• Location: Boundary Creek Valley, Glacier National Park and Waterton Lakes National Park. 
  • Size: Approximately 1,100 hectares (rough estimate until more accurate mapping completed) 
  • Status: Out of control 
  • Parks Canada Resources: 3 helicopters, initial attack crew, local incident management team 
WHAT’S OPEN AND CLOSED:

Waterton Lakes National Park and the Waterton townsite are open. Parks Canada has closed the Bertha Lake Trail, the Lakeshore Trail and the Bertha Lake and Bertha Bay Backcountry Campgrounds due to the wildfire activity in the area.
For detailed trail closure information in Waterton Lakes National Park, visit https://www.pc.gc.ca/apps/scond/Rec_Rep_E.asp?opark=100429

For detailed trail closure information in Glacier National Park, visit www.nps.gov/glac/planyourvisit/conditions.htm

WHAT YOU NEED TO KNOW
• The safety of the public, our crews, park infrastructure and neighbouring lands is always Parks Canada’s number one priority.
• Waterton’s Boundary Wildfire websitewww.pc.gc.ca/en/pn-np/ab/waterton/securite-safety/pnlw-wlnp-feu-fire-2018 and Facebook and Twitter
• Northern Rockies Incident Management Team 1 updates for the Boundary Wildfire: inciweb.nwcg.gov/incident/6170/


September 8, 2018; 11:30

A brief weather system passed over Waterton Lakes National Park and the Boundary Wildfire early this morning. Precipitation was too minimal to be measured by rain gauges. This rain did not provide any substantial suppression on the wildfire. A reconnaissance flight at 8:00 observed active surface fire at hot spots on the wildfire’s east perimeter.

The weather forecast is calling for high winds, sun and slightly cooler temperatures. This may lead to continued fire activity and smoke today. This morning, two Parks Canada helicopters have been bucketing water on hot spots near the east perimeter of the wildfire with the objective of holding it at an avalanche path in the Boundary valley. Parks Canada has activated a third helicopter, which is inbound.

The U.S. Northern Rockies Type 1 Incident Management Team met with Parks Canada fire managers in Waterton this morning to discuss fire activity and response. In addition to Parks Canada’s helicopters, the IMT is using heavy helicopters on the wildfire, as winds permit. The team has 19 firefighters assigned to this fire and stationed at Boundary Bay Backcountry Campground. Once these hot spots are knocked down by heli-bucketing, and it is safe to do so, ground crews will ensure the spots are completely extinguished. Parks Canada and U.S. fire managers are coordinating efforts closely and are in constant communication about fire activity and response.

Additional objectives include preventing wildfire from spreading south around Campbell Mountain and back into the Waterton Valley, and managing fire activity on the west perimeter to suppress smoke that could affect air operations.

The forecast is calling for cooler weather tomorrow and over the next few days.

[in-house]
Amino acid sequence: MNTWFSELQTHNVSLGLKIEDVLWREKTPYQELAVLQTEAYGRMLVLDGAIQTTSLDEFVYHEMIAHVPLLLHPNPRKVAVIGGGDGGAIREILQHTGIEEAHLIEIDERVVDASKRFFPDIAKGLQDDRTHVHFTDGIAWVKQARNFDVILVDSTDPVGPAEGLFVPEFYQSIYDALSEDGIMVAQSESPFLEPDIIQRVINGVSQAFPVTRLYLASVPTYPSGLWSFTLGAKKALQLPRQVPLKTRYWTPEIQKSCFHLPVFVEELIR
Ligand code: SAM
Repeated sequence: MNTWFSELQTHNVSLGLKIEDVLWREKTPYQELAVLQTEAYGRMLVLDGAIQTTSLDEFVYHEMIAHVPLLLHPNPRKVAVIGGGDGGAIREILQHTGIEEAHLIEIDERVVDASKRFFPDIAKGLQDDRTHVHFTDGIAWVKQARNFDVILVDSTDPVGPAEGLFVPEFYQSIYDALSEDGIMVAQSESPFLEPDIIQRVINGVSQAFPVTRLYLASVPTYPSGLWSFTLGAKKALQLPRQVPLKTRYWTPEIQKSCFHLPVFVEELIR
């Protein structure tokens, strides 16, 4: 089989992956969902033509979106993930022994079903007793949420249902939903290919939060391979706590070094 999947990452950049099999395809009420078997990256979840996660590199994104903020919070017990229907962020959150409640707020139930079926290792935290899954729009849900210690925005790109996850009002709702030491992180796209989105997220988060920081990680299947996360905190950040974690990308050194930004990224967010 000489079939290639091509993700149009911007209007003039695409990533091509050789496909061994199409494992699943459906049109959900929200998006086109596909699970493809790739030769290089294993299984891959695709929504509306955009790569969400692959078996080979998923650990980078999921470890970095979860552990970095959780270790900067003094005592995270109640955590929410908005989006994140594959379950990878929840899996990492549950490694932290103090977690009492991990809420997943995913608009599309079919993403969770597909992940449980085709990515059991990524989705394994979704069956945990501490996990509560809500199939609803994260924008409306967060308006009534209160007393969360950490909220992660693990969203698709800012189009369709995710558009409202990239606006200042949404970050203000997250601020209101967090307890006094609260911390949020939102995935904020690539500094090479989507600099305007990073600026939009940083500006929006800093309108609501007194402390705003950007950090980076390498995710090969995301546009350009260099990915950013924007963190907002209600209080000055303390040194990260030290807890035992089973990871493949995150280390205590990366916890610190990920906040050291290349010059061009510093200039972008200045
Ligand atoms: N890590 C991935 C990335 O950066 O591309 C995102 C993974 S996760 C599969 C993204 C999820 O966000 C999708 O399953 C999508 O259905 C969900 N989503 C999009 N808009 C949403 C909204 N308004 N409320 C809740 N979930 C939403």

September 7, 2018; 20:30

At approximately 15:00, fire activity increased on the Boundary Wildfire due to dry and windy conditions. The fire spotted north across Boundary Creek and the U.S. – Canada border, burning into Waterton Lakes National Park. 

The wildfire exhibited extreme fire behaviour and burned most of the basin on the southwest facing slope of Mount Richards and the south and east facing slopes of Mount Alderson. The wildfire also travelled east 500 metres along the Boundary Valley, stopping at an avalanche path. Two spot fires are burning beyond the east perimeter of the fire in the valley. Parks Canada bucketed water with a helicopter on the east perimeter of the fire earlier this afternoon. 

Currently, the winds and fire activity has diminished. Parks Canada has activated a second helicopter. Both are directly suppressing the fire’s east perimeter until dark by bucketing water with the objective of holding the wildfire at the avalanche path. The U.S. Northern Rockies Type 1 Incident Management Team has 19 firefighters assigned to this fire and stationed at Boundary Bay Backcountry Campground. Parks Canada and U.S. fire managers are coordinating efforts closely and are in constant communication about fire activity and response.

High winds with slightly cooler temperatures is forecast for tomorrow. This may lead to continued fire activity and smoke. Objectives for the day include holding the fire at the avalanche path and obtaining a GPS perimeter of the wildfire.

Parks Canada has closed the Bertha Lake Trail, the Lakeshore Trail and the Bertha Lake and Bertha Bay Backcountry Campgrounds due to the wildfire activity in the area.


The safety of the public, our crews, park infrastructure and neighbouring lands is always Parks Canada’s number one priority.

Parks Canada, September 7, 2018, 4:20 pm 

Fire behaviour on the Boundary Wildfire has increased over the past hour due to dry and windy conditions. This increased fire activity is creating dark smoke that will rise from the Boundary Valley and travel north with the wind.

Safety is our top priority. Parks Canada has closed the Bertha Lake Trail and the Bertha Lake and Bertha Bay Backcountry Campgrounds. (Violators may be charged under the Canada National Parks Act: maximum penalty $25 000.)

Parks Canada is monitoring the wildfire from the air by helicopter. A U.S. Incident Management Team is managing the Boundary Wildfire. Parks Canada and U.S. fire managers are coordinating efforts closely and are in constant communication about fire activity and response.

An update will be provided later this evening.

Map of the area closure